Kansas City Public Schools won't make decisions about closures until at least February, superintendent says
In a virtual session Monday, Superintendent Mark Bedell said the number of schools in the district “doesn’t add up” with enrollment numbers, but assured listeners decisions won’t be made without community input.
Kansas City Public Schools are considering closing some schools due to declining enrollment.
The school district's multi-year master plan, called Blueprint 2030, will bring many changes. But Superintendent Mark Bedell said Monday in a virtual session that decisions will not be made on school closings before the district’s board of directors meets on Feb. 9, 2022, but the timeline depends on how much community input they get.
“Our board made it very clear to me that in order for them to get to a ‘yes’ vote in February, they have to feel very confident that there has been full blown community engagement,” said Bedell. “If they don’t feel that we’ve done that then there’s no way that we can vote in February.”
Bedell said right now, the number of schools compared to the number of students doesn’t add up, and that the district needs to consolidate schools to work more efficiently. In an upcoming workshop on Nov. 3, Bedell said, the district will consider school scorecards as one factor in deciding which schools need to be closed.
“We have to take a look at some of these facilities that have low ratings, and we have to make a determination,” said Bedell. “Is it worth making any further investments in those facilities if the ratings are so low and the expenses of those facilities hurt us in turns of the experiences we want to offer for kids?”
KCPS is made up of 35 schools and serves close to 14,000 students.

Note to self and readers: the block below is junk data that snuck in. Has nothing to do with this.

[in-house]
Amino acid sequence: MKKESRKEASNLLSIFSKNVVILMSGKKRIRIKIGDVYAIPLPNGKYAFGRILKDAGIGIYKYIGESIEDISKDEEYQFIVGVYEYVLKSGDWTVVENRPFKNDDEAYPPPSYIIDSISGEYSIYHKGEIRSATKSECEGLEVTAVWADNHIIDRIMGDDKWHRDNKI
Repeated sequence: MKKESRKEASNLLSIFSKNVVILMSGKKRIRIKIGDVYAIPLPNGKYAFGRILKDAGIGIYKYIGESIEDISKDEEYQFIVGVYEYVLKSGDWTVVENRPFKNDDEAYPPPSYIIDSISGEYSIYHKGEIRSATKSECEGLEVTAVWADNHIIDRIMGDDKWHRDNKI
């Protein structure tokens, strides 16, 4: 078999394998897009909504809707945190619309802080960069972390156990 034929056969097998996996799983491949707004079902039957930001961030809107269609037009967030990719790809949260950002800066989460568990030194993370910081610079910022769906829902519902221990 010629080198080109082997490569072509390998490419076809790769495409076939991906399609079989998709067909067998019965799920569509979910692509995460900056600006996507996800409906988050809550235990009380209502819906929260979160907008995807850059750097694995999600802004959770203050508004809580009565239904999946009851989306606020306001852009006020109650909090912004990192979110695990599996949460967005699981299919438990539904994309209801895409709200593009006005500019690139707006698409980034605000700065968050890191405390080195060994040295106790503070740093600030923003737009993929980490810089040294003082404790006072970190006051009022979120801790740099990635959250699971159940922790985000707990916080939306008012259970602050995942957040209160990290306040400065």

Bedell said that when the time comes to close schools, the district will do everything it can to retain staff instead of laying off employees. However, he said, they will closely examine departments that could use improvement.
“Ultimately our goal is to hopefully be able to absorb as many of our staff members,” said Bedell. “We believe that there will be a ton of staff members that will be able to benefit off of this, but I’ll be very clear we’re gonna take a strong look at central office. We can’t go trying to touch things in the schools if we have not addressed central office inefficiencies.”
KCPS will host a series of community engagement events this week, and will seek input from district staff over the next couple of weeks. A full list of upcoming events can be found here.
Bedell said if they’re done right, changes will advance KCPS.
“We understand that there will be discomfort, we understand there will be some pain points that we will have to go through,” said Bedell. “But most importantly, we believe that if we engage everybody properly, we believe that we can all come up with a scenario that we think would best fit where we want to see this school district end up by the time we get to 2030.”